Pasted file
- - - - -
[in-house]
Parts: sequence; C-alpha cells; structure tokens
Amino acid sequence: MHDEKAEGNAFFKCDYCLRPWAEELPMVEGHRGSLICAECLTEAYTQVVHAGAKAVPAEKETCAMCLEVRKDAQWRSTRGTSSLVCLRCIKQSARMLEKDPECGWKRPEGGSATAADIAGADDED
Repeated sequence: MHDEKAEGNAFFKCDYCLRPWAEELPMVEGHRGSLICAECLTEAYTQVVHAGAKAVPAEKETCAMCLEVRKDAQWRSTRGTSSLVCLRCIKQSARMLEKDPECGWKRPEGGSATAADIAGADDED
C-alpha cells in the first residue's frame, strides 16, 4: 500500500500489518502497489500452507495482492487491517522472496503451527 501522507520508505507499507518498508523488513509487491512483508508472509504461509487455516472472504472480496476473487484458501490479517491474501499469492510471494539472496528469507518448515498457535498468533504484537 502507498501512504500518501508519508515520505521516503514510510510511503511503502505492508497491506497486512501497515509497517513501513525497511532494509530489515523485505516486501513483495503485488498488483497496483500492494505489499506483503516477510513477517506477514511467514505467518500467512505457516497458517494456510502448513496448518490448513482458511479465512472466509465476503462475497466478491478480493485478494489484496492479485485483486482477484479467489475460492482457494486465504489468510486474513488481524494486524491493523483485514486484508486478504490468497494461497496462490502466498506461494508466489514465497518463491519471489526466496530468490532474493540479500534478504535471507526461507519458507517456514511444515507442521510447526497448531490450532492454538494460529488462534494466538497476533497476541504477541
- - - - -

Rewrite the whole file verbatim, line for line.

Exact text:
[in-house]
Parts: sequence; C-alpha cells; structure tokens
Amino acid sequence: MHDEKAEGNAFFKCDYCLRPWAEELPMVEGHRGSLICAECLTEAYTQVVHAGAKAVPAEKETCAMCLEVRKDAQWRSTRGTSSLVCLRCIKQSARMLEKDPECGWKRPEGGSATAADIAGADDED
Repeated sequence: MHDEKAEGNAFFKCDYCLRPWAEELPMVEGHRGSLICAECLTEAYTQVVHAGAKAVPAEKETCAMCLEVRKDAQWRSTRGTSSLVCLRCIKQSARMLEKDPECGWKRPEGGSATAADIAGADDED
C-alpha cells in the first residue's frame, strides 16, 4: 500500500500489518502497489500452507495482492487491517522472496503451527 501522507520508505507499507518498508523488513509487491512483508508472509504461509487455516472472504472480496476473487484458501490479517491474501499469492510471494539472496528469507518448515498457535498468533504484537 502507498501512504500518501508519508515520505521516503514510510510511503511503502505492508497491506497486512501497515509497517513501513525497511532494509530489515523485505516486501513483495503485488498488483497496483500492494505489499506483503516477510513477517506477514511467514505467518500467512505457516497458517494456510502448513496448518490448513482458511479465512472466509465476503462475497466478491478480493485478494489484496492479485485483486482477484479467489475460492482457494486465504489468510486474513488481524494486524491493523483485514486484508486478504490468497494461497496462490502466498506461494508466489514465497518463491519471489526466496530468490532474493540479500534478504535471507526461507519458507517456514511444515507442521510447526497448531490450532492454538494460529488462534494466538497476533497476541504477541